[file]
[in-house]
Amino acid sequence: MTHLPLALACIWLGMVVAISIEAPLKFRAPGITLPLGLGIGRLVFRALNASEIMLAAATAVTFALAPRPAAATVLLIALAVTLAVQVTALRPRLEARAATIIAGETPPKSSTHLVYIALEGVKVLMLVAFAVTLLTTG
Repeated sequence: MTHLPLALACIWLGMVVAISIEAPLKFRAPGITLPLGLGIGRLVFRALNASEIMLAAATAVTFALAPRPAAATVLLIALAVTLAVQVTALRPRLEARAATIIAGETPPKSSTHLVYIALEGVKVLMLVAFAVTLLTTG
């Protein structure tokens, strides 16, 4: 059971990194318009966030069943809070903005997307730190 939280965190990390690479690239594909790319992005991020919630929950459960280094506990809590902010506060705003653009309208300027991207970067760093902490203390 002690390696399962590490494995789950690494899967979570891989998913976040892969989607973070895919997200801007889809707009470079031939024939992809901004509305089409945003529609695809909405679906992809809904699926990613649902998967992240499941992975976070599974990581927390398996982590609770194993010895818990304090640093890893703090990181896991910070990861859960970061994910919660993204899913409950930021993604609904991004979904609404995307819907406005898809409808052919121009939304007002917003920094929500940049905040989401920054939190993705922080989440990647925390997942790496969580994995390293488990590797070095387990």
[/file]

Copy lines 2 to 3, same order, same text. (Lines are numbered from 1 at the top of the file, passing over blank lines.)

Amino acid sequence: MTHLPLALACIWLGMVVAISIEAPLKFRAPGITLPLGLGIGRLVFRALNASEIMLAAATAVTFALAPRPAAATVLLIALAVTLAVQVTALRPRLEARAATIIAGETPPKSSTHLVYIALEGVKVLMLVAFAVTLLTTG
Repeated sequence: MTHLPLALACIWLGMVVAISIEAPLKFRAPGITLPLGLGIGRLVFRALNASEIMLAAATAVTFALAPRPAAATVLLIALAVTLAVQVTALRPRLEARAATIIAGETPPKSSTHLVYIALEGVKVLMLVAFAVTLLTTG